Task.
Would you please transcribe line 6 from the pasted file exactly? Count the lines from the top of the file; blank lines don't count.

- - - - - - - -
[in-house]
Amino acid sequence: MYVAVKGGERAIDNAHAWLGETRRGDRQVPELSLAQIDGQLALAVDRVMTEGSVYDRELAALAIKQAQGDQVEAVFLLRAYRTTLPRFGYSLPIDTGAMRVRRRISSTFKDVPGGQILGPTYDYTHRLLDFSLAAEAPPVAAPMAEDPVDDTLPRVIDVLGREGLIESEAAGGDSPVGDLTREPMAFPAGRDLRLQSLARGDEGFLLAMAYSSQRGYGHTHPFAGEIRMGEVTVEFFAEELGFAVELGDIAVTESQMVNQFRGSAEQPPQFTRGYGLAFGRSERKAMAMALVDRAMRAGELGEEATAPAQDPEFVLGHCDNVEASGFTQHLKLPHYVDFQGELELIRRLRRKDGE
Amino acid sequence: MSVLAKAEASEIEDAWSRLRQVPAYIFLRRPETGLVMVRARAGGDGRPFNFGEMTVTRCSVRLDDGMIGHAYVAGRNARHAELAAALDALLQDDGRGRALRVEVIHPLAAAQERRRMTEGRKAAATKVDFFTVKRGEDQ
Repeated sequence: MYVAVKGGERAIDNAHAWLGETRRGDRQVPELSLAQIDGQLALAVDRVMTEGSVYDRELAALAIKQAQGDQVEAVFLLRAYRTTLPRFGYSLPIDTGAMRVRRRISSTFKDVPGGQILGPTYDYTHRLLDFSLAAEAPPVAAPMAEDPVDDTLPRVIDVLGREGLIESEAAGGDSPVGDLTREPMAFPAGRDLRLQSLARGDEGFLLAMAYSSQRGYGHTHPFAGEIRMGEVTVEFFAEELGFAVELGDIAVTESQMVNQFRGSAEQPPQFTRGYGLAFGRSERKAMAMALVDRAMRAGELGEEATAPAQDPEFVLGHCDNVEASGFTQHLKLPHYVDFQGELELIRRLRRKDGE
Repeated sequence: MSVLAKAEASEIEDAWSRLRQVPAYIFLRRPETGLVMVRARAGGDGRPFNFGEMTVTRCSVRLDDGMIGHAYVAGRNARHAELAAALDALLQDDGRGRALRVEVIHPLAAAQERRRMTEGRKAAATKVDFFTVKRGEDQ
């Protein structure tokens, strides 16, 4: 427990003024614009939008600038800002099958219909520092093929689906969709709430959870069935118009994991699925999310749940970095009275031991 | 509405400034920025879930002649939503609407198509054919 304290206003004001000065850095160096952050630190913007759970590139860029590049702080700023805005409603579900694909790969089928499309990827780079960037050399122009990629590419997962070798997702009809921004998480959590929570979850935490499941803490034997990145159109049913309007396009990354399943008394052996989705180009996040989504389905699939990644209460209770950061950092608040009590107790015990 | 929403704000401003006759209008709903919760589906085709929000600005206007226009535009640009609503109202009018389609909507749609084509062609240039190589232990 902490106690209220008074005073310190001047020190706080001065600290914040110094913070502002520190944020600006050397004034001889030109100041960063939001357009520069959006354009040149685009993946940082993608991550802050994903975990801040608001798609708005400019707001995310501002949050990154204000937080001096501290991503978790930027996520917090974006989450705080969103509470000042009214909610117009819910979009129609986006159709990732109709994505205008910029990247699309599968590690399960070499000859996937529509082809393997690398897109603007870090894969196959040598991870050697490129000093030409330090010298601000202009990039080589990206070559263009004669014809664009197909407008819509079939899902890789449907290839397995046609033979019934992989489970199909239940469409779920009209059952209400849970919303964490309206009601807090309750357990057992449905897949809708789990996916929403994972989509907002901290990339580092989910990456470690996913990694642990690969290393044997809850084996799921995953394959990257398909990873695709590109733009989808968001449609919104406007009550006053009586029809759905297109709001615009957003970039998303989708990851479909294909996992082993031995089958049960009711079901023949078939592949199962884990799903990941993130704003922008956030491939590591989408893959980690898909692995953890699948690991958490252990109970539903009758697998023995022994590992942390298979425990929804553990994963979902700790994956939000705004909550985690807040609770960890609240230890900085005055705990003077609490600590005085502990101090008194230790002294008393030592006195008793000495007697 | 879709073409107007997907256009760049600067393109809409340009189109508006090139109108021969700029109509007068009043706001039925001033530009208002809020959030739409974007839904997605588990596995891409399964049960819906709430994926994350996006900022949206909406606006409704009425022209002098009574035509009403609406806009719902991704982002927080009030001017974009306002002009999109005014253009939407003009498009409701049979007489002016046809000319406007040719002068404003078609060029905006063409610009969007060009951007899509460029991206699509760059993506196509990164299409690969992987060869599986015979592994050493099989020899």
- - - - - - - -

């Protein structure tokens, strides 16, 4: 427990003024614009939008600038800002099958219909520092093929689906969709709430959870069935118009994991699925999310749940970095009275031991 | 509405400034920025879930002649939503609407198509054919 304290206003004001000065850095160096952050630190913007759970590139860029590049702080700023805005409603579900694909790969089928499309990827780079960037050399122009990629590419997962070798997702009809921004998480959590929570979850935490499941803490034997990145159109049913309007396009990354399943008394052996989705180009996040989504389905699939990644209460209770950061950092608040009590107790015990 | 929403704000401003006759209008709903919760589906085709929000600005206007226009535009640009609503109202009018389609909507749609084509062609240039190589232990 902490106690209220008074005073310190001047020190706080001065600290914040110094913070502002520190944020600006050397004034001889030109100041960063939001357009520069959006354009040149685009993946940082993608991550802050994903975990801040608001798609708005400019707001995310501002949050990154204000937080001096501290991503978790930027996520917090974006989450705080969103509470000042009214909610117009819910979009129609986006159709990732109709994505205008910029990247699309599968590690399960070499000859996937529509082809393997690398897109603007870090894969196959040598991870050697490129000093030409330090010298601000202009990039080589990206070559263009004669014809664009197909407008819509079939899902890789449907290839397995046609033979019934992989489970199909239940469409779920009209059952209400849970919303964490309206009601807090309750357990057992449905897949809708789990996916929403994972989509907002901290990339580092989910990456470690996913990694642990690969290393044997809850084996799921995953394959990257398909990873695709590109733009989808968001449609919104406007009550006053009586029809759905297109709001615009957003970039998303989708990851479909294909996992082993031995089958049960009711079901023949078939592949199962884990799903990941993130704003922008956030491939590591989408893959980690898909692995953890699948690991958490252990109970539903009758697998023995022994590992942390298979425990929804553990994963979902700790994956939000705004909550985690807040609770960890609240230890900085005055705990003077609490600590005085502990101090008194230790002294008393030592006195008793000495007697 | 879709073409107007997907256009760049600067393109809409340009189109508006090139109108021969700029109509007068009043706001039925001033530009208002809020959030739409974007839904997605588990596995891409399964049960819906709430994926994350996006900022949206909406606006409704009425022209002098009574035509009403609406806009719902991704982002927080009030001017974009306002002009999109005014253009939407003009498009409701049979007489002016046809000319406007040719002068404003078609060029905006063409610009969007060009951007899509460029991206699509760059993506196509990164299409690969992987060869599986015979592994050493099989020899």